Victims of police-perpetrated domestic violence should be referred to a local domestic violence agency. There the victim has the protection of confidentiality. She knows that her counselor is not aligned with the police department that employs her abuser. She does not run the risk that her advocate will share information with the department. Domestic violence advocates in domestic violence agencies can learn the dynamics unique to police officer-involved domestic violence. Though vastly intensified, the dynamics of power and control are the same as in civilian cases.
An advocate can discuss numerous options with the victim, including the option of informing the police department of the abuse. A victim’s desire to inform the department is often based on the hope that the department can somehow hold the abuser’s violence in check. A realistic discussion of this option requires knowledge of the department’s attitude, policy and procedures. Both a policy and a cooperative working relationship between the domestic violence agency and the police department are essential.
If a woman decides that she wants to talk to the chief, an advocate can act as a liaison and a source of emotional support and advocacy. The advocate works with the victim to set realistic expectations as to what intervention is within the chief’s power. Some victims want the department to discipline the abuser, others want the department to mandate that the abuser receive counseling. The advocate advises the victim that the department becomes liable once the chief is informed. Depending on the severity of the abuse, the chief may terminate the officer’s employment. Many times this is not a practical solution for the victim because she and her children are financially dependent on his income. Other times, the victim fears that the abuser’s retaliation would cost her life and so chooses to remain silent.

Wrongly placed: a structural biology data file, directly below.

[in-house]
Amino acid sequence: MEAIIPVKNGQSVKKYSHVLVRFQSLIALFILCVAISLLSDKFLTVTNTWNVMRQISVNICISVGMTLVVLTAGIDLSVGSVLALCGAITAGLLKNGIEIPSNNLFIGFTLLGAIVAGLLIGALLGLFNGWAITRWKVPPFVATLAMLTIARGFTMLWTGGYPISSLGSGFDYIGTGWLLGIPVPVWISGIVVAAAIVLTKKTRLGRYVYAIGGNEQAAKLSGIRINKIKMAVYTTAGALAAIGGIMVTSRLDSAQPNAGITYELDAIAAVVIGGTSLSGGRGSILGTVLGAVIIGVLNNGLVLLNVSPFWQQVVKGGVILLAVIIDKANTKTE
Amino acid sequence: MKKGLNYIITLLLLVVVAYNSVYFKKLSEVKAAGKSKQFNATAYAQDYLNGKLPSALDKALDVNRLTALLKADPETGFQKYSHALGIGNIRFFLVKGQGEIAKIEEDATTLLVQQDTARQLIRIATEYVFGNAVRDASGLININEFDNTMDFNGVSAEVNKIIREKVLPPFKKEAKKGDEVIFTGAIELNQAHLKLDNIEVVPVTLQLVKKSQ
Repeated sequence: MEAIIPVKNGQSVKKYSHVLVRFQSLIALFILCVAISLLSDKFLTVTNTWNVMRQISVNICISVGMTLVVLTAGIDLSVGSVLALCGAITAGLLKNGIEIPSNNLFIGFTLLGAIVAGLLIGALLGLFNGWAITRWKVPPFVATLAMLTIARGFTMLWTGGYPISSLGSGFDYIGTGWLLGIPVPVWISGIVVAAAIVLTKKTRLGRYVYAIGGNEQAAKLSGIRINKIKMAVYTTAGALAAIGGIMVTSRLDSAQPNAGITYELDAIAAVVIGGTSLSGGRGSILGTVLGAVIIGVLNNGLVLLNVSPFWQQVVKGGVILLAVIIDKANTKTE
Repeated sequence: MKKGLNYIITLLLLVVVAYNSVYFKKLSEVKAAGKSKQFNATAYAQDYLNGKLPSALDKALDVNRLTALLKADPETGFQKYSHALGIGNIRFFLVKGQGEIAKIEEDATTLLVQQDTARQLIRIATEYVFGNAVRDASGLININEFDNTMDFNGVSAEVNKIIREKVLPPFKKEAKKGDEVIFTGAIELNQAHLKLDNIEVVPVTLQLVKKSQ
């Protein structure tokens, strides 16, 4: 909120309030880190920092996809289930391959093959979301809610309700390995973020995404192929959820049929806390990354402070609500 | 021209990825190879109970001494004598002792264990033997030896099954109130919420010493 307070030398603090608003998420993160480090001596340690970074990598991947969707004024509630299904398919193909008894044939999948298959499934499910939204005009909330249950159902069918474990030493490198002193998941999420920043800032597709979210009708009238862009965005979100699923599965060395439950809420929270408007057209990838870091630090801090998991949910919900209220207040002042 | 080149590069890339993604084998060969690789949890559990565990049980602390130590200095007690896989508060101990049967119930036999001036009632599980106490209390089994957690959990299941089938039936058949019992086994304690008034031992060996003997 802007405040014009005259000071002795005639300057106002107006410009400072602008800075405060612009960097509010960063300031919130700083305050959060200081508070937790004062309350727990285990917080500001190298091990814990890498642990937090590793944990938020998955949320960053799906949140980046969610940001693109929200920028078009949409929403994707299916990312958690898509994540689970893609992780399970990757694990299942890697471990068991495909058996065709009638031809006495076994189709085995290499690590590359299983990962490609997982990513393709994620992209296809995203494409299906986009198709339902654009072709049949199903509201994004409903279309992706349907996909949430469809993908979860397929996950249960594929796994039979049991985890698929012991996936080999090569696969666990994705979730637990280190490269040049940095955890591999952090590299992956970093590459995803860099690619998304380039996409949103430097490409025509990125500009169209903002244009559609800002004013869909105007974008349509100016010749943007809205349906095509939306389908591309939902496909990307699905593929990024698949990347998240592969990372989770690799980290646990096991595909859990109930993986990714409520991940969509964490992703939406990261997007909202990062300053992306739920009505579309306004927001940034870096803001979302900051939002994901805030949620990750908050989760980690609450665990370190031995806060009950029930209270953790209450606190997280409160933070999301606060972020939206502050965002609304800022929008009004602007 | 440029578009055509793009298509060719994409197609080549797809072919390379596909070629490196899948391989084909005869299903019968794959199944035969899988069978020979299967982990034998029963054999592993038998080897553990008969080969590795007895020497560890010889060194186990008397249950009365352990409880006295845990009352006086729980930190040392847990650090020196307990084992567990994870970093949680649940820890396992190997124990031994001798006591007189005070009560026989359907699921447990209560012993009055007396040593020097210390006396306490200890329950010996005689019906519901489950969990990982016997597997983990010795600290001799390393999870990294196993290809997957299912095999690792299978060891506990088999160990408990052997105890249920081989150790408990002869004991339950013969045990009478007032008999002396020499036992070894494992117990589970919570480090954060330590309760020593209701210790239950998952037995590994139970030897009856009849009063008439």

Building a support system for the victim ideally includes assistance from the chief of the involved department. I met with police chiefs in our suburban area.
They assured me that they do not condone the abuse of police power and privilege demonstrated by abusive police officers, nor do they wish to bear the liability for an abusive officer in their department. We discussed the risk to the victim in coming forward, what action the department would take to protect the victim, and what action the department might take to hold the officer accountable. I informed them of the advantages of having a domestic violence agency, independent of the department, provide information and counseling to victims of police officers. We discussed the prevalence of police-perpetrated domestic violence and whether there is need for a formal policy and procedures in responding to officer-involved cases.
Impact on Community
There is serious impact on the community when police officers gain a reputation for getting away with domestic violence. The media have exposed many cases in which little or nothing has been done by police departments or the criminal justice system to hold the abuser accountable or to protect the victim. This breeds skepticism and distrust of the police in the general public, and affirms the worst nightmares of the victims. Abusive police officers are validated in their belief that they are above the law.
When I speak to community groups about our program, it is clear that members of the community are very concerned that the same officer who terrorizes his family could respond to a domestic violence call in their own family or neighborhood.
It greatly disturbs their sense of safety when they learn that complaints are made by victims and the department looks the other way because the perpetrator is one of their own. When people doubt the integrity of the police officers in their community it undermines the effectiveness of the police and puts all citizens at risk.
We have grave concerns regarding how police officers who commit the crime of domestic battery respond to domestic violence calls in the community.